España-class Battleship, España - Imperialist Arrogance

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España-class Battleship, España (I)

Bluewater vessel, Spanish battleship, smallest dreadnoughts ever made. Most similar ship to it is probably HMS Invincible, but more armoured and slower.

After Spain’s disasterous defeat in the Spanish-American War, the Spanish Navy was looking to rebuild the fleet with modern battleships. The first few plans in the early 1900s fell through, until the 1907 Fleet Plan, which called for 3 battleships. Preliminary planning of the new battleship class had already begun when the Plan was signed, but the new HMS Dreadnought drastically changed the specifications. The Spanish Navy wanted to build the ships domestically, which meant the size would have to be constrained as there was insufficient money to both enlarge shipyards and build the battleships. In 1909 a bid by the Spanish SECN was chosen, which was revised to have more armour coverage and better seakeeping. The resulting design was the smallest dreadnought battleships ever built, being only 130m long and displacing only 16k tons (compared to HMS Dreadnought’s 160m and 18k tons), and were armed with only 4 twin 305mm guns.

All 3 ships were laid down at the SECN shipyard in El Ferrol with British-supplied parts, and the first ship, España, was completed in 1913. During WW1, the ship patrolled the Spanish coast to protect Spain’s neutrality. After the war, in 1921 the ship ran aground on a reef in the Chacao Channel off Chile during the 400th anniversary of the discovery of the Straits of Magellan. The ship was successfully rescued and went to Panama for 2 months for repairs. Afterwards, it participated in the Rif War, bombarding Rifian troops and supporting landing operations. In August 1923, while returning to port in dense fog, it ran aground off Cape Tres Forcas. Salvage companies that were contracted inspected the damage, but refused to salvage the ship. Military inspections revealed that almost the entire ship had been flooded, though they concluded it was still possible to salvage the ship. Armour plates, guns, ammunition, and coal were removed from the ship, and the hull sealed and partially drained. Unfortunately while waiting for the last of the salvage equipment to be delivered, massive storms hit the ship and in November 1924 it broke in two, destroying any chance of salvaging the ship. The recovered guns were later installed in coastal batteries, and in 1931 after the overthrow of the Spanish monarchy its sister ship Alfonso XIII was renamed España.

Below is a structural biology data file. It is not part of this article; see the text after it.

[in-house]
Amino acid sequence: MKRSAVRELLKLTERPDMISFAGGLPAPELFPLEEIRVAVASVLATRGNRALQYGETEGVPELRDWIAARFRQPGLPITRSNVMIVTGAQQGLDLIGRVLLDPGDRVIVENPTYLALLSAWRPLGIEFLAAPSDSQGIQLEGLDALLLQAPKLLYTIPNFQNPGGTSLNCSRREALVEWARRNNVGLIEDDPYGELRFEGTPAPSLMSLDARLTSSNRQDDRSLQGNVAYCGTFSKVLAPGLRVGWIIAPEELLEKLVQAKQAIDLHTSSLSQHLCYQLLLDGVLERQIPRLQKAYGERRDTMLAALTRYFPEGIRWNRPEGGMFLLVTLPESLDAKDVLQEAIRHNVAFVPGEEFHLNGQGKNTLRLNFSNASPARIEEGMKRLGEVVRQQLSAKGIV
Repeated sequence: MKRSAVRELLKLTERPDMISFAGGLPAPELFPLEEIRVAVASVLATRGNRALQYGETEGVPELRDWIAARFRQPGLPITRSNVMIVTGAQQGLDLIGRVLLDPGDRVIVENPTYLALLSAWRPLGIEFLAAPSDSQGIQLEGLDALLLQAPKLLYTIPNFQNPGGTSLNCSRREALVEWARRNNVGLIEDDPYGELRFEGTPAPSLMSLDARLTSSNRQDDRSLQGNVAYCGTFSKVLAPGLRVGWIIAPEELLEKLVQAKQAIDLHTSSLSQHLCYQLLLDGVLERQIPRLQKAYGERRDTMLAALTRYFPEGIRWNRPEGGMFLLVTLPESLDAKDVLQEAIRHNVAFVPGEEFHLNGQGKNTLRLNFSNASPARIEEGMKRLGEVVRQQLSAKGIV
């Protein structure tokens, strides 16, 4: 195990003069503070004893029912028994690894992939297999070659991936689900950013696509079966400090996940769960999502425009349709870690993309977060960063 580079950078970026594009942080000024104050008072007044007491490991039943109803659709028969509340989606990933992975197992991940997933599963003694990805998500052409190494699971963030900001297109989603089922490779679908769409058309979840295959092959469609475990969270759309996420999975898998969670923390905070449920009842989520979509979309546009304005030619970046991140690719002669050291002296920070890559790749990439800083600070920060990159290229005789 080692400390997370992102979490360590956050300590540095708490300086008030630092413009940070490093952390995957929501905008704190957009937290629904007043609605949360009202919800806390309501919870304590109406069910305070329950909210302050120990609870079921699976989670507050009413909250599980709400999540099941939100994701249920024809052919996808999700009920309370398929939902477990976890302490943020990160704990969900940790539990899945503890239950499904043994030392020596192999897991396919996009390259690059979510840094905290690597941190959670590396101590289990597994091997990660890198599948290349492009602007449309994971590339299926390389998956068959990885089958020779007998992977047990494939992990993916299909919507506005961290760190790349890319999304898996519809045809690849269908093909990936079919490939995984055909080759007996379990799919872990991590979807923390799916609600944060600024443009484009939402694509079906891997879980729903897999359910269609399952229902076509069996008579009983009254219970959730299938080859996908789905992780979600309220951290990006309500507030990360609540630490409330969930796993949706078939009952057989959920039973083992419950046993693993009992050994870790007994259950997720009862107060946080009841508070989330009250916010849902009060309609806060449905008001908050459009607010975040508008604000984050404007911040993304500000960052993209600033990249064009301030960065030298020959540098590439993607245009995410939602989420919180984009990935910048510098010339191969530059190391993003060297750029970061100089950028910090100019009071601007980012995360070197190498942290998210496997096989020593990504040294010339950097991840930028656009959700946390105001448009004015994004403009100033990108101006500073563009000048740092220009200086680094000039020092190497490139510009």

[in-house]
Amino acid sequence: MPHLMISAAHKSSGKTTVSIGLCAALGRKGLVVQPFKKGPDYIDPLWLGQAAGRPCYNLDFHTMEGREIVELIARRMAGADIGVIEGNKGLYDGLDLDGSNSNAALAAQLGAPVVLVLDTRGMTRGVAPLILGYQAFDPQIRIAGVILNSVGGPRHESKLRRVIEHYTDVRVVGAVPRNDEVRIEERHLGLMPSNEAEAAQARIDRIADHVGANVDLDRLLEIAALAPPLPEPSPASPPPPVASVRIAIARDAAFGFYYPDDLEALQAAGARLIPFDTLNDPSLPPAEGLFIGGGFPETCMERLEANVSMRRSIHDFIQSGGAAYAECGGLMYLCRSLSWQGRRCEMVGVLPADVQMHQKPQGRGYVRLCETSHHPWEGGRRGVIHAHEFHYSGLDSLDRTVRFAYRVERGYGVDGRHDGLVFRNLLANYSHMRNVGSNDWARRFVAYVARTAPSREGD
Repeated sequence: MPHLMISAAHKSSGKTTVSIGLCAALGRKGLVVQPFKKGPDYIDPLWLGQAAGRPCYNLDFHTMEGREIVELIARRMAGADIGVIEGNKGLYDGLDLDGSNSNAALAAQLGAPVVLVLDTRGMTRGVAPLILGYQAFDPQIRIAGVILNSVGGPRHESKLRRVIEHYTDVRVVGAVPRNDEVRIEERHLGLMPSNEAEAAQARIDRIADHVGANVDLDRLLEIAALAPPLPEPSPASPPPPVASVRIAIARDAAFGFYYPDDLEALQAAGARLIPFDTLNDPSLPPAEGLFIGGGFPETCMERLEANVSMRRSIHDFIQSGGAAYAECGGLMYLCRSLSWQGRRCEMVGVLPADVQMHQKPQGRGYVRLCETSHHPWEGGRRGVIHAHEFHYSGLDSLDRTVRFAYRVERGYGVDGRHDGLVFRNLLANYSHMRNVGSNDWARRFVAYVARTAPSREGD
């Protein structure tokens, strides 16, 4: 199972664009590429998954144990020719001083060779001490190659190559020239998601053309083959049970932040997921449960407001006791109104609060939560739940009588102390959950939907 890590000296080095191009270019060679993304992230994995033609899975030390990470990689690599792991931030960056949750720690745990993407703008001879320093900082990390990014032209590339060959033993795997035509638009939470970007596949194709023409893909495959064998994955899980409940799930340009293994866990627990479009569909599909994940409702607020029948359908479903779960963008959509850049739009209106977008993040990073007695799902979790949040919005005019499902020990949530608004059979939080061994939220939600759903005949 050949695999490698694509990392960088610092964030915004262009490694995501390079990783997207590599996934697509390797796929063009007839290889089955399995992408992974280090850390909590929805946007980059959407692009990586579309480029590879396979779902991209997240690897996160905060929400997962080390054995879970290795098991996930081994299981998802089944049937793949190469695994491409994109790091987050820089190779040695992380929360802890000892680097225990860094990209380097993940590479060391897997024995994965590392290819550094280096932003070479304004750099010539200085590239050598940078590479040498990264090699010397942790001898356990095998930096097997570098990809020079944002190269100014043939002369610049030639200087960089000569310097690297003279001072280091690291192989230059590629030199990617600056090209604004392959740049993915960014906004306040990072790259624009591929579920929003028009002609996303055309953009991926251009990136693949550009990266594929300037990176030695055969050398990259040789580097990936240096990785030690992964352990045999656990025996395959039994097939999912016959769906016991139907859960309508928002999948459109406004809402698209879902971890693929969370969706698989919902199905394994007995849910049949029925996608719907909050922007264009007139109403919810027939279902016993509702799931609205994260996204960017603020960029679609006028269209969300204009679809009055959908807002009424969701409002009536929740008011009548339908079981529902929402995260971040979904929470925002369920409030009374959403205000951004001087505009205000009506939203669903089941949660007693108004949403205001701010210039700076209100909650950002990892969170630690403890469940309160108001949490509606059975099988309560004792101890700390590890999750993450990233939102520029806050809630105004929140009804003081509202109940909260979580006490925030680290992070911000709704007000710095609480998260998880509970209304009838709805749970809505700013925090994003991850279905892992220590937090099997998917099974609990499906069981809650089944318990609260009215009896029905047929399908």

Specifications: (1914)

4x2 305mm/50 Vickers Mark H (86 rounds per gun)
20x1 102mm/50 Vickers Mark E (200 rpg)
2x1 47mm Vickers 3-pdr QF (400 rpg)
2x1 7.7mm Maxim-Vickers (10 000 rpg)

Armour: (Krupp cemented steel)

250mm turrets
75mm turret roofs
350mm turret backs
250mm turret barbettes, tapers to 70mm at the 3rd deck
75mm casemates
230mm main belt
150mm upper belt
125mm lower belt
50-100mm forward belt
75-100mm aft belt
250mm fore and aft bulkhead
38mm torpedo bulkhead
40mm deck
25mm armoured deck, 30mm deck slopes
50mm aft deck
40mm fore deck
38mm underwater bulkheads
250mm fore conning tower
50mm fore conning tower roof
150mm fore conning tower tube
150mm aft conning tower
35mm aft conning tower roof
75mm aft conning tower tube

15 700 tons standard
16 450 tons full

Length: 139.9m

Beam: 24m

Draft: 8.1m

Propulsion: 4 Parsons geared steam turbines with 12 Yarrow boilers, 23 337 hp, driving 4 shafts

Speed: 20.3 knots (37.6 km/h)

Range: 6322nmi (at 10.75 knots)

Crew: 850

1 Vickers fire director
2 2.74m Barr and Stroud FQ rangefinders



España run aground off Chile



Fernández, R., Mitiuckov, N., & Crawford, K. (2007). The Spanish Dreadnoughts of the “España” class. Warship International , 44 (1), 63–114.
Lewandowski J. (2007) Okręty liniowe typu „España” plany. Tarnowskie Góry.
Spanish battleship España - Wikipedia
Espana | Ships Nostalgia
Spanish Battleship España - Destination's Journey